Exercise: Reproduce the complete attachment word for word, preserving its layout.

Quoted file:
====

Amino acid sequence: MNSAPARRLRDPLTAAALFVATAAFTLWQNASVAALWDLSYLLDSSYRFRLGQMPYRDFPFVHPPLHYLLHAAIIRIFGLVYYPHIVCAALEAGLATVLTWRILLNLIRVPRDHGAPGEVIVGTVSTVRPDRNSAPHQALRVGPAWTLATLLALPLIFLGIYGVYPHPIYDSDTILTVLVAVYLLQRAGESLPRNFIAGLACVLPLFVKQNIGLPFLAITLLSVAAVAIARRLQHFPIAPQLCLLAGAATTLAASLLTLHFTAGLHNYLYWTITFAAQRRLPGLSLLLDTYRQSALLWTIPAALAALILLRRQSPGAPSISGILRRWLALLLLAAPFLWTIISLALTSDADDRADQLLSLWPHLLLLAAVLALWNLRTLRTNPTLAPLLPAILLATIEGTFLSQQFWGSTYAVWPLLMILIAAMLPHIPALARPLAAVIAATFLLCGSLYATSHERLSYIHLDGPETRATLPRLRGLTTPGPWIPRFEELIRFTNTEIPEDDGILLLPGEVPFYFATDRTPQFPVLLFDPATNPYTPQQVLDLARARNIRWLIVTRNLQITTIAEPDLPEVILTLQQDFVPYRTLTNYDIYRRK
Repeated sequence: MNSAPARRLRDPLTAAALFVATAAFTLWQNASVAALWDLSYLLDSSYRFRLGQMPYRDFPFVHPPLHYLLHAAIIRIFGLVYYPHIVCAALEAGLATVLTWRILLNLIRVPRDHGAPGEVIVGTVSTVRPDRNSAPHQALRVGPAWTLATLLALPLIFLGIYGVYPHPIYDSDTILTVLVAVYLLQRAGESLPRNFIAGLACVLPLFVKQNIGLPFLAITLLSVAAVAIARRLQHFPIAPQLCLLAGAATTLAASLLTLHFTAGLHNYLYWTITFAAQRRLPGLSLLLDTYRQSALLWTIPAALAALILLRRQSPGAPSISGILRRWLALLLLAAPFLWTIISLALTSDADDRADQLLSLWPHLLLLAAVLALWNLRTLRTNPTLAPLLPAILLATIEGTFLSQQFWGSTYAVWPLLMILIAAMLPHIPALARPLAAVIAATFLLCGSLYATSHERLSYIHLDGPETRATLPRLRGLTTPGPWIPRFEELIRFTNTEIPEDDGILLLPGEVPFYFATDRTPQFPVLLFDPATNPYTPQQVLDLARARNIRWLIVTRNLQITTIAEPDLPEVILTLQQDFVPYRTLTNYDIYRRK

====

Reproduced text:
Amino acid sequence: MNSAPARRLRDPLTAAALFVATAAFTLWQNASVAALWDLSYLLDSSYRFRLGQMPYRDFPFVHPPLHYLLHAAIIRIFGLVYYPHIVCAALEAGLATVLTWRILLNLIRVPRDHGAPGEVIVGTVSTVRPDRNSAPHQALRVGPAWTLATLLALPLIFLGIYGVYPHPIYDSDTILTVLVAVYLLQRAGESLPRNFIAGLACVLPLFVKQNIGLPFLAITLLSVAAVAIARRLQHFPIAPQLCLLAGAATTLAASLLTLHFTAGLHNYLYWTITFAAQRRLPGLSLLLDTYRQSALLWTIPAALAALILLRRQSPGAPSISGILRRWLALLLLAAPFLWTIISLALTSDADDRADQLLSLWPHLLLLAAVLALWNLRTLRTNPTLAPLLPAILLATIEGTFLSQQFWGSTYAVWPLLMILIAAMLPHIPALARPLAAVIAATFLLCGSLYATSHERLSYIHLDGPETRATLPRLRGLTTPGPWIPRFEELIRFTNTEIPEDDGILLLPGEVPFYFATDRTPQFPVLLFDPATNPYTPQQVLDLARARNIRWLIVTRNLQITTIAEPDLPEVILTLQQDFVPYRTLTNYDIYRRK
Repeated sequence: MNSAPARRLRDPLTAAALFVATAAFTLWQNASVAALWDLSYLLDSSYRFRLGQMPYRDFPFVHPPLHYLLHAAIIRIFGLVYYPHIVCAALEAGLATVLTWRILLNLIRVPRDHGAPGEVIVGTVSTVRPDRNSAPHQALRVGPAWTLATLLALPLIFLGIYGVYPHPIYDSDTILTVLVAVYLLQRAGESLPRNFIAGLACVLPLFVKQNIGLPFLAITLLSVAAVAIARRLQHFPIAPQLCLLAGAATTLAASLLTLHFTAGLHNYLYWTITFAAQRRLPGLSLLLDTYRQSALLWTIPAALAALILLRRQSPGAPSISGILRRWLALLLLAAPFLWTIISLALTSDADDRADQLLSLWPHLLLLAAVLALWNLRTLRTNPTLAPLLPAILLATIEGTFLSQQFWGSTYAVWPLLMILIAAMLPHIPALARPLAAVIAATFLLCGSLYATSHERLSYIHLDGPETRATLPRLRGLTTPGPWIPRFEELIRFTNTEIPEDDGILLLPGEVPFYFATDRTPQFPVLLFDPATNPYTPQQVLDLARARNIRWLIVTRNLQITTIAEPDLPEVILTLQQDFVPYRTLTNYDIYRRK